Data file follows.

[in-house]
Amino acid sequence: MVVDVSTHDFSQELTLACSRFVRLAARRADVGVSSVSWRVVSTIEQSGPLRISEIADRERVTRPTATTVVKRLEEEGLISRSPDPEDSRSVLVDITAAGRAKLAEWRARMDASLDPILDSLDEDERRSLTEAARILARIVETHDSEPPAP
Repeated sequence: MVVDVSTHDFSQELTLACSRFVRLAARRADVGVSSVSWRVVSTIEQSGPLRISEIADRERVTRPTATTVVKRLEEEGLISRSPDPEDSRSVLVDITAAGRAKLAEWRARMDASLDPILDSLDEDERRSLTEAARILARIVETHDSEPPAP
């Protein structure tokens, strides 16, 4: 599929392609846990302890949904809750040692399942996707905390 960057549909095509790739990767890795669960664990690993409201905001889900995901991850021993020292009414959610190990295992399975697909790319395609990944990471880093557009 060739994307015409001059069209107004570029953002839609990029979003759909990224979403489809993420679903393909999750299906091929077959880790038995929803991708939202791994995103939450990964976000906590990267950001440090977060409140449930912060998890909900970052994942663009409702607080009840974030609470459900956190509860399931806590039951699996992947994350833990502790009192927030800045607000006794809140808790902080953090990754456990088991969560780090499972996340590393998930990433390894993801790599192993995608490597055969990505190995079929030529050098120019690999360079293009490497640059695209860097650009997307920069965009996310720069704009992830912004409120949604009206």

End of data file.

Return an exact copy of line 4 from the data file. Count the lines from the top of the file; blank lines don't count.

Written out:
């Protein structure tokens, strides 16, 4: 599929392609846990302890949904809750040692399942996707905390 960057549909095509790739990767890795669960664990690993409201905001889900995901991850021993020292009414959610190990295992399975697909790319395609990944990471880093557009 060739994307015409001059069209107004570029953002839609990029979003759909990224979403489809993420679903393909999750299906091929077959880790038995929803991708939202791994995103939450990964976000906590990267950001440090977060409140449930912060998890909900970052994942663009409702607080009840974030609470459900956190509860399931806590039951699996992947994350833990502790009192927030800045607000006794809140808790902080953090990754456990088991969560780090499972996340590393998930990433390894993801790599192993995608490597055969990505190995079929030529050098120019690999360079293009490497640059695209860097650009997307920069965009996310720069704009992830912004409120949604009206």